Earlier this week, the Wall Street Journal featured a long article arguing that Morningstar’s star ratings for mutual funds were a “mirage.” Since these ratings exert a powerful influence over fund flows, their usefulness is obviously of keen interest to investors. To its credit, Morningstar, although arguing that its ratings are a “worthwhile starting point,” acknowledges that they are backward-looking and were not designed to be a predictive model of future performance. Morningstar’s own analysis argues that the ratings are most powerful when used to select allocation or taxable-bond funds, while they “exhibit less predictive power” for U.S. equities.
This will not surprise anyone who has even a nodding acquaintance with our Persistence Scorecards. A companion to our better-known SPIVA reports, our Persistence analysis asks whether managers’ historical success predicts their future results. Looking back ten years, e.g., we can ask whether top quartile managers in the first five years repeated their performance in the second five years. As the table below shows, they typically don’t:
If performance were random, 25% of the top quartile managers from the first five years would be in the same quartile in the second five years. In fact, across the cap range, top quartile managers were more likely to move to the bottom quartile than to remain at the top.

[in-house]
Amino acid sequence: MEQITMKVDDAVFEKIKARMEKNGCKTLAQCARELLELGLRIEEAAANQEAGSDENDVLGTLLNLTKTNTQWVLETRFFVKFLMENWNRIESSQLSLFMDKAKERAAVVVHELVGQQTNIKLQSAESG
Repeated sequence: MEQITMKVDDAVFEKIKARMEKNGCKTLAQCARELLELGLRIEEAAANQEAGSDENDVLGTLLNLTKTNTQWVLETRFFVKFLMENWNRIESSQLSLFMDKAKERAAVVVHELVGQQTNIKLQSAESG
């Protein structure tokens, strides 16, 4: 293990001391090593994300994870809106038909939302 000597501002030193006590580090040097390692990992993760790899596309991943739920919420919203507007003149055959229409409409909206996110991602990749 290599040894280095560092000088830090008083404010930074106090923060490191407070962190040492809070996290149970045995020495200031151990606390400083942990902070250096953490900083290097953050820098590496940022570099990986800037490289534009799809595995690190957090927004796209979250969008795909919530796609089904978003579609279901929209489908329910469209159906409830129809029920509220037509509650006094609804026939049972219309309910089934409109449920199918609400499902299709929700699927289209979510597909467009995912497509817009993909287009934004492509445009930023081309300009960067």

Ironically in view of this week’s controversy, a valuable perspective on the same phenomenon comes from a 2010 Morningstar study. The study examined the predictive power of star ratings and expense ratios, and noted that “If there’s anything in the whole world of mutual funds that you can take to the bank, it’s that expense ratios help you make a better decision….In every asset class over every time period, the cheapest quintile produced higher total returns than the most expensive quintile.” If low expense ratios are predictive of returns, it follows that “you get what you pay for” is wrong, at least in a general sense. If you got what you paid for, high-expense ratio funds would outperform low-expense ratio funds. If you don’t, that’s a powerful argument in favor of the kind of mean reversion we persistently see in our Persistence Scorecards.
Given the burden of empirical evidence, one is left to wonder why investors continue to include past performance as a factor in their decision making. I suspect that it’s deeply and fundamentally behavioral – we human beings are conditioned to believe that the past predicts the future. And in much of life, the past is a useful guide. Because investment management is an exception, not the rule, confusion about the importance of historical performance is likely to continue.